Do you want to learn how to stop your house and pets from being infested with fleas? If the answer’s yes, you’re in the right place.
But before we start, I have some bad news.
The number of fleas in the United States is increasing. This means it’s very likely that you or someone that you know is going to have to deal with these frustrating pests at some point in life.
But wait... here's more bad news.
Getting rid of them isn’t easy. It takes time, patience, and it can be expensive. Not only that, a flea can cause an allergic reaction for both you and your pets.
But, it’s not all doom and gloom.
You have several ways to control fleas depending on where they are and how many you have. This article looks at some of the best flea sprays on the market to help you get rid of these pests before they take over your life.
A Quick Product Overview
Short on time? Check out our top picks for flea sprays. Continue reading if you want to learn more!
What are Fleas?
Fleas are tiny, dark-colored parasites that bite and suck blood from humans, mammals, and birds.
Blood is their preferred source of food that helps them grow and mature. A secretion is released when they bite that can cause allergic reactions, sometimes severe ones.
Fleas are also highly mobile. They can jump more than 200 times their body length. That’s about the same as you jumping almost half a kilometer (1/3 of a mile) down the street!
Imagine how easy it is for fleas to hop between hosts and spread the infestation. When they find something that they like, the females attach to the ears and eyes of their host and hitch a ride home.
How do flea sprays work?
Similar to other pest control sprays, flea sprays act as direct contact killers. Most do not leave residual chemicals, and they tend to come in either aerosol cans or spray bottles (think windex style).
Most sprays use a form of pyrethroids, which are natural insecticides extracts from the chrysanthemum flowers. The more effective sprays also contain an insect growth regulator (IGR) aspect that halts the rate of reproduction.
How to choose a flea spray?
Before you can choose the best flea spray to suit your situation, you first need to consider what you want to use it for. Some sprays are 100% safe to use in your home and on the skin of your pets, but others have a more potent chemical base designed to treat larger infestations.
For example, Pyrethroids are relatively safe to use on dogs, but can be toxic to cats if they include a residual effect. Cats are also more susceptible to toxicity with permethrins and natural oils. Always read the label of your product carefully to check how to apply the product in safest manner possible.
How to use a flea spray?
When using flea sprays you'll probably end up spraying it into two places:
- Your cat or dog's fur
- The area where your pet sleeps/lives
It's important to understand that not all flea sprays can be applied to your pet's bedding and not all flea sprays can be applied directly on your pet. Flea sprays vary and are labeled for different uses. Please read the label of your spray before application.
When spraying your cat or dog with flea spray...
If you're going to apply a flea spray directly, first bathe your pet to get as many fleas off before application.
Next, lightly spritz your pet starting from the head to the tail applying an even coat. Consider also ruffling their fur as your continue lightly spritzing up and down their bodies (again head to tail). Avoid spraying directly into your pet's face. Instead, spray a cloth and lightly rub their face avoiding their eyes, mouth, and nose.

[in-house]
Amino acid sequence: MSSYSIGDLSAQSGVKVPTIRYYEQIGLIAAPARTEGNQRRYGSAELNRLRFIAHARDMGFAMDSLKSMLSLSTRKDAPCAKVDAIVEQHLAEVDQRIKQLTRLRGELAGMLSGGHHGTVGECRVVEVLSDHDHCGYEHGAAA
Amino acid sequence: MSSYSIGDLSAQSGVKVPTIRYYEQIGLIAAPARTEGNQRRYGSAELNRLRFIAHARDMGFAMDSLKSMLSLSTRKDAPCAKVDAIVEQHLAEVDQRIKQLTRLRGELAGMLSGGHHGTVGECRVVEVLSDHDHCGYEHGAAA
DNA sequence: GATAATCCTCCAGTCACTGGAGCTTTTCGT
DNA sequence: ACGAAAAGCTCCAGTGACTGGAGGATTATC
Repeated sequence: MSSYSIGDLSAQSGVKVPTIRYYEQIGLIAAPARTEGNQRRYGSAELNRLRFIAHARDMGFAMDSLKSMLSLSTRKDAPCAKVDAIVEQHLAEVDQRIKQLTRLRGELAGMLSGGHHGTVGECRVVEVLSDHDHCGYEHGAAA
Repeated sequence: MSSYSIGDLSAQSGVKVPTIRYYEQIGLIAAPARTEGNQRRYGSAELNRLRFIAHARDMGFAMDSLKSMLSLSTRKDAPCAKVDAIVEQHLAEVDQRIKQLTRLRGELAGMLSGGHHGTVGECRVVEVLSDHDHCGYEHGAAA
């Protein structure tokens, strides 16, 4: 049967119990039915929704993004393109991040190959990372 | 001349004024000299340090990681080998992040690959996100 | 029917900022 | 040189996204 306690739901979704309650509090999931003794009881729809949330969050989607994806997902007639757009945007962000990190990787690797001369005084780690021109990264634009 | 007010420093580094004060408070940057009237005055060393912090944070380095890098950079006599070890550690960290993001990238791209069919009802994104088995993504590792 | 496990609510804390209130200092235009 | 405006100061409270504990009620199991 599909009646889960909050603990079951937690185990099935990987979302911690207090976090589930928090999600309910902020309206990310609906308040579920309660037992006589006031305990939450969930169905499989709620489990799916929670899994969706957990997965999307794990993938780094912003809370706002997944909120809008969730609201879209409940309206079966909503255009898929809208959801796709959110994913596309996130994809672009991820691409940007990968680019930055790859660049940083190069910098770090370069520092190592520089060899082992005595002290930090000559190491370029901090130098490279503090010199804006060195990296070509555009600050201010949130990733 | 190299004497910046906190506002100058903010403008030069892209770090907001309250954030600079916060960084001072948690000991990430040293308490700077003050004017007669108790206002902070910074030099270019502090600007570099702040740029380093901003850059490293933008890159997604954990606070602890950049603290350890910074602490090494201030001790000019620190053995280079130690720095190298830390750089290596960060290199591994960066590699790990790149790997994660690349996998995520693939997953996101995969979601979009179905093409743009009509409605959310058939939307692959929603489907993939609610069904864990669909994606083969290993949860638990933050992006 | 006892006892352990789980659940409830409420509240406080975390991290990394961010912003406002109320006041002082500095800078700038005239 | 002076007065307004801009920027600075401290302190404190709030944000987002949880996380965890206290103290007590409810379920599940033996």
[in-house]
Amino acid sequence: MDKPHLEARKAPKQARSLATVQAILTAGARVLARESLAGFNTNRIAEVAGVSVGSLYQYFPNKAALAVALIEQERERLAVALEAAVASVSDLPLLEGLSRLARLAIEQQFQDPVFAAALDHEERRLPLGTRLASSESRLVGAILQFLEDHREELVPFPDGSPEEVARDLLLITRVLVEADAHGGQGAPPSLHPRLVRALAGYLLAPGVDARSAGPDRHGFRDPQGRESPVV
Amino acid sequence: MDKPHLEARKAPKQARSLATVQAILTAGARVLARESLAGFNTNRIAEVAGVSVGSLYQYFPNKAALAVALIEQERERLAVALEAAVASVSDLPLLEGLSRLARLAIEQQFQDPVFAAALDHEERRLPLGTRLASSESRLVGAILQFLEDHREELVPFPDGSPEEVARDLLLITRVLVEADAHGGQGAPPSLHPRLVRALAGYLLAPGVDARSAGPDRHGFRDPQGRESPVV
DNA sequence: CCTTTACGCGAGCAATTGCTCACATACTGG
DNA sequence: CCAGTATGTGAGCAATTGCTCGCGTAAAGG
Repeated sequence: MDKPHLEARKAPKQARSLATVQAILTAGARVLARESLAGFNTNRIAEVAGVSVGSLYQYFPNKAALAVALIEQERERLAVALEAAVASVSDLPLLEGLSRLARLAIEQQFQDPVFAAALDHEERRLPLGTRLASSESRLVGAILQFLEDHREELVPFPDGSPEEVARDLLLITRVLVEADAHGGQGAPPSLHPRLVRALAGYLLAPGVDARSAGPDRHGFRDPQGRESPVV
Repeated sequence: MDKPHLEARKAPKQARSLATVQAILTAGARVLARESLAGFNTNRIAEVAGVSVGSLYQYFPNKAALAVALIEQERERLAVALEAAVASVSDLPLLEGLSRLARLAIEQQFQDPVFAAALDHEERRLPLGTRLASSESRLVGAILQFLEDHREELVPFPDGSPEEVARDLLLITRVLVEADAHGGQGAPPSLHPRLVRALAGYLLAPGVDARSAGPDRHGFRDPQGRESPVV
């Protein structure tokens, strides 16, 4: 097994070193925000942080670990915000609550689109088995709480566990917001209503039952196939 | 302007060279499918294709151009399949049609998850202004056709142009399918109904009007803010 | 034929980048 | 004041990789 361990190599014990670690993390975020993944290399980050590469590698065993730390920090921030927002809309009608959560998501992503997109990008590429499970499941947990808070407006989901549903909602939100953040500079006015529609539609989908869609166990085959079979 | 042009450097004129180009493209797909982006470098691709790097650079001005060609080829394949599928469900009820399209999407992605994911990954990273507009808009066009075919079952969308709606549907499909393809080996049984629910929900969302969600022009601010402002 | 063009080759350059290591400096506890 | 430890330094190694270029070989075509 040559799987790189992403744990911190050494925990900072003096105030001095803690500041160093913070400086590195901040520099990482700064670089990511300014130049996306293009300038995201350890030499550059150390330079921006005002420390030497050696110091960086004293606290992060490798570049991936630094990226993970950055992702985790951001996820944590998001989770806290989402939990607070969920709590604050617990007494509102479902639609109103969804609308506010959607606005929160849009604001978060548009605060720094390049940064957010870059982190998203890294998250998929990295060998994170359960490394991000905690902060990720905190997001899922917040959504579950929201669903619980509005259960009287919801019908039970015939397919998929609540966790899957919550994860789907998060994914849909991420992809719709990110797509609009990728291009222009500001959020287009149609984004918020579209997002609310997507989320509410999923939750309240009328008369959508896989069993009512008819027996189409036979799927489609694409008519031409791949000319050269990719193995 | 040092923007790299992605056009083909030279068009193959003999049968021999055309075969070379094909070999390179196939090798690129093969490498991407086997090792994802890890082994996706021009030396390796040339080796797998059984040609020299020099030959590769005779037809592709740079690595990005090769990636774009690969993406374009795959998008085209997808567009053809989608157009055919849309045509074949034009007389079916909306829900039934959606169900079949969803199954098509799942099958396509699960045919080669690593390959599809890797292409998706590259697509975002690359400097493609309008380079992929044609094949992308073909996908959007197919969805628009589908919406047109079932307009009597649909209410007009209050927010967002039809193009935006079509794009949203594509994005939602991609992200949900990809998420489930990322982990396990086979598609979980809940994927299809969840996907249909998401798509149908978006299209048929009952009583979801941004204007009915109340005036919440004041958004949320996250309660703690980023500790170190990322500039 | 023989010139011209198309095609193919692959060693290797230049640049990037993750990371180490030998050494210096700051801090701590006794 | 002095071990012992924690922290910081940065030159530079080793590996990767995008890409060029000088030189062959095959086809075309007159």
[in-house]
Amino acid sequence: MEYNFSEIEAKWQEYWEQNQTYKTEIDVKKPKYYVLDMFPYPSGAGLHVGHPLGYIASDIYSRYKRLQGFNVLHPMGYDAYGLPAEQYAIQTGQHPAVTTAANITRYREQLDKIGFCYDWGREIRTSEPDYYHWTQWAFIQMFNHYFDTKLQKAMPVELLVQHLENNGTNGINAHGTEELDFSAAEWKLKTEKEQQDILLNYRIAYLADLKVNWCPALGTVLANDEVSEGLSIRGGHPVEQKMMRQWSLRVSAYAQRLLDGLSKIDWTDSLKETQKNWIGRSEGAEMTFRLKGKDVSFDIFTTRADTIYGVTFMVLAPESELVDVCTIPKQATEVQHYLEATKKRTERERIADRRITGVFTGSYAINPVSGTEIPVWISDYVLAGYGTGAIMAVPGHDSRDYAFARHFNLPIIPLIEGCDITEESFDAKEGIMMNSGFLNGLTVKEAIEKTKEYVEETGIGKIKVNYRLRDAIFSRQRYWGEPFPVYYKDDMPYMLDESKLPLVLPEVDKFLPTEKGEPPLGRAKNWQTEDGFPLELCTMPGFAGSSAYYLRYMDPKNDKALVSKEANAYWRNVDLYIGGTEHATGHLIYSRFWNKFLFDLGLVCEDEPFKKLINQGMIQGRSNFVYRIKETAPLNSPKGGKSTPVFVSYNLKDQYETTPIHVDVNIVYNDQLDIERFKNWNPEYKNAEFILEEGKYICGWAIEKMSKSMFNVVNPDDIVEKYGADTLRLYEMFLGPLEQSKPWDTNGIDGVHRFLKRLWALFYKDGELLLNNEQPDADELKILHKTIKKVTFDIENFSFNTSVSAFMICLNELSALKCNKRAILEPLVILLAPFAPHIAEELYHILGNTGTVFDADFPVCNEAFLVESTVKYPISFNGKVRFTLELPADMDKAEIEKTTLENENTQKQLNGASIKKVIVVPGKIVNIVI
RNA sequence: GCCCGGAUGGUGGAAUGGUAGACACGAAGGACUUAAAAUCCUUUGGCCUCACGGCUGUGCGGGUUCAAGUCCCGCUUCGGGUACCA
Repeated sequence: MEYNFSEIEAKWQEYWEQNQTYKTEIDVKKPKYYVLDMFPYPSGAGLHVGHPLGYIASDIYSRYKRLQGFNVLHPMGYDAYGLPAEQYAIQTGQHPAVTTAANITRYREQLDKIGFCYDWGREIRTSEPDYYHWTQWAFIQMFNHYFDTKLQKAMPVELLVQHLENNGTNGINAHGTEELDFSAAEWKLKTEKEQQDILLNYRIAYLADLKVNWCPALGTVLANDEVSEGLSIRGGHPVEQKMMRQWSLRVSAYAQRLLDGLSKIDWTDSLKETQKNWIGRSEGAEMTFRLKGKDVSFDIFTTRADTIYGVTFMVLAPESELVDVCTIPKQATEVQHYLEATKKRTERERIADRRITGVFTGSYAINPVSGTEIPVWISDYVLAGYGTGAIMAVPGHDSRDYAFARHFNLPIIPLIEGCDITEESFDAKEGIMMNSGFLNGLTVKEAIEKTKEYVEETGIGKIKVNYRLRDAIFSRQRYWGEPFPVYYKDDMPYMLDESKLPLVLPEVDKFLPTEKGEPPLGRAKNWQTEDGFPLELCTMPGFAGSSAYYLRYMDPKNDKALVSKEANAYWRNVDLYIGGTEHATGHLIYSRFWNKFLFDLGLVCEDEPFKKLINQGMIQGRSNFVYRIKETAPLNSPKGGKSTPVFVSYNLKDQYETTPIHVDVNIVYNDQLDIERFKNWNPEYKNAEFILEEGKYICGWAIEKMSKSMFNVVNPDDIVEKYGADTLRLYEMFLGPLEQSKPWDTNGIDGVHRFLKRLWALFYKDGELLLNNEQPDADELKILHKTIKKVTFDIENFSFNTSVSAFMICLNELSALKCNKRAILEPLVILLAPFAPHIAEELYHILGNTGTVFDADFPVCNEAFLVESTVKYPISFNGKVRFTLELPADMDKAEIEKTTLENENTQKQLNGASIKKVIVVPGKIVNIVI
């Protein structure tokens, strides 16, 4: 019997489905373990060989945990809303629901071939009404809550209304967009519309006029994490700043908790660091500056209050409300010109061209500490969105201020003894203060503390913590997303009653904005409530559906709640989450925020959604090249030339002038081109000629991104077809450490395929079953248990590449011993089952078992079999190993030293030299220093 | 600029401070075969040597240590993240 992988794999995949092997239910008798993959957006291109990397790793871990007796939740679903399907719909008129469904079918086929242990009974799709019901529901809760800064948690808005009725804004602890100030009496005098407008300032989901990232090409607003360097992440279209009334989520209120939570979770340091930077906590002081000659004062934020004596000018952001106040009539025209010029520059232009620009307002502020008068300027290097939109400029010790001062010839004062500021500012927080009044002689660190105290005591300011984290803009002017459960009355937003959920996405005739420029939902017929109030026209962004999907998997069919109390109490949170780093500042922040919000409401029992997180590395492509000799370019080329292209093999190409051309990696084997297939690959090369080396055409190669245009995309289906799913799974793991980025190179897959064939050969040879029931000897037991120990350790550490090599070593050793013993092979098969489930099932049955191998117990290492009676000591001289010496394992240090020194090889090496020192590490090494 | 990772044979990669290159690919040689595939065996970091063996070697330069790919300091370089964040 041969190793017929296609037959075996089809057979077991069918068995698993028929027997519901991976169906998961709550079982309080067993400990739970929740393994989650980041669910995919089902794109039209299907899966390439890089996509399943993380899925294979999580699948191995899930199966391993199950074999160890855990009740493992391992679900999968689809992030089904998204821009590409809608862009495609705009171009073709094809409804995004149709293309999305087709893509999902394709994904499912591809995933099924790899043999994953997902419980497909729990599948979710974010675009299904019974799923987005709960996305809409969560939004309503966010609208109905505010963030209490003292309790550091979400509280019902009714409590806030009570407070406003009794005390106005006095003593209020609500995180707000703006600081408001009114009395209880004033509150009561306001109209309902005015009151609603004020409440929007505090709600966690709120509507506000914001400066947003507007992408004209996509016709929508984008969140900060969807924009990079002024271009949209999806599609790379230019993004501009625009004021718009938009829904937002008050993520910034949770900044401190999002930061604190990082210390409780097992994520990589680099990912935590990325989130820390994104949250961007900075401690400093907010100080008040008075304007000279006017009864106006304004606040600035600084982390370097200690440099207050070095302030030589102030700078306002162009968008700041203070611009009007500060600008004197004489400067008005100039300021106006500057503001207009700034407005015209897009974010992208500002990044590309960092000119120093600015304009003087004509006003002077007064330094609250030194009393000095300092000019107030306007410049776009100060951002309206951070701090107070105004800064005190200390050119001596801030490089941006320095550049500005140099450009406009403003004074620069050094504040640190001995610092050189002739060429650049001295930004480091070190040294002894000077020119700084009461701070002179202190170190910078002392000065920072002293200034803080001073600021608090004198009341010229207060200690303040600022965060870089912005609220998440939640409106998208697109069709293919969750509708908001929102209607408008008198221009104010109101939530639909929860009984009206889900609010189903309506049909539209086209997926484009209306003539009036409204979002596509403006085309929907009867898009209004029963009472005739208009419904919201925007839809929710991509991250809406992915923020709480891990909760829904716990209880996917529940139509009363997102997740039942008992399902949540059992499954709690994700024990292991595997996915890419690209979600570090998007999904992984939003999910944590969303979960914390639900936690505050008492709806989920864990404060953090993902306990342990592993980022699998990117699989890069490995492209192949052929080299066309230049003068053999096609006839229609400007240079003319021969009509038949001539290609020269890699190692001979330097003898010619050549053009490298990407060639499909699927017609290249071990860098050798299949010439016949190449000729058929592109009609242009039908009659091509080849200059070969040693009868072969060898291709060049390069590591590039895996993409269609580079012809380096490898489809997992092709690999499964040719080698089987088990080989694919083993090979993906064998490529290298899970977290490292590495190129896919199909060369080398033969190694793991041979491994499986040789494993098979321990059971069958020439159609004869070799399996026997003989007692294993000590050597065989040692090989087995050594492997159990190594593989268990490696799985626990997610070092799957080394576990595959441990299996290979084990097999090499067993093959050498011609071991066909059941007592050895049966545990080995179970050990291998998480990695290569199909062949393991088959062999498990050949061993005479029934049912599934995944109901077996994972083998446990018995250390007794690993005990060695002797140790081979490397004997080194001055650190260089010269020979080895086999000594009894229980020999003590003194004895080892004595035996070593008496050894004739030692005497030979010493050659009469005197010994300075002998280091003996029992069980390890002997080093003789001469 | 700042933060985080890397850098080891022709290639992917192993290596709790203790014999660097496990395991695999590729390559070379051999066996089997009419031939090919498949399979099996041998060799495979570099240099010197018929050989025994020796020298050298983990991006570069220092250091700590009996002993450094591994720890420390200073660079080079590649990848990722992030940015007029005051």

When spraying the area where your pet sleeps...
If you're going to apply flea spray on your pet's bedding area make sure to clean up the area as much as possible. Consider throwing out old bedding (infested or not) for best results before applying your flea spray.
When the area is cleaned, apply the spray until the area is visibly wet from the spray. Make sure to check the label of your product to make sure that any chemicals included in the product will not tarnish the surface you're applying it on. I would hate if you applied spray to a sensitive surface and for it to get ruined!
Wait until the treated area is dry before letting anyone else come back into the space.
How to make your own flea spray?
As with everything, you also have the option of trying your luck with making something at home. The most popular flea treatment uses vinegar.
How to make homemade vinegar spray?
A very common homemade flea spray uses a solution of half water and half vinegar to spray onto your pets. Fleas hate vinegar and are less likely to jump onto a surface or host that’s covered with it. This means your pets will have fewer bites.
- Fill a small bottle half way up with vinegar and to the top with water.
- Shake and spray onto your pet.
- When it’s dry, spray again to build up a thicker film of vinegar on your pet’s fur.
In my experience, this does work. I sprayed it onto my dog and he had fewer bites over the course of the week. As great as this "natural" solution sounds, it's not 100% effective.
First, it probably won't actually kill your fleas. The vinegar deters the fleas from your pets. This means you’re going to have to keep reapplying the spray to your pets.
Second, it might lead you into a false sense of security. You think the fleas are gone, but in reality, the infestation may be insidiously getting larger somewhere else in your home.
There are other homemade sprays that you can try, but most concoctions aren’t as effective as vinegar. This video explains some of the other homemade flea treatments that you can try at home.
Are flea sprays effective?
Yes and no.
How effective a flea spray is depends on the active ingredient, how well it targets adult and baby fleas, and the correct use from the person using the spray.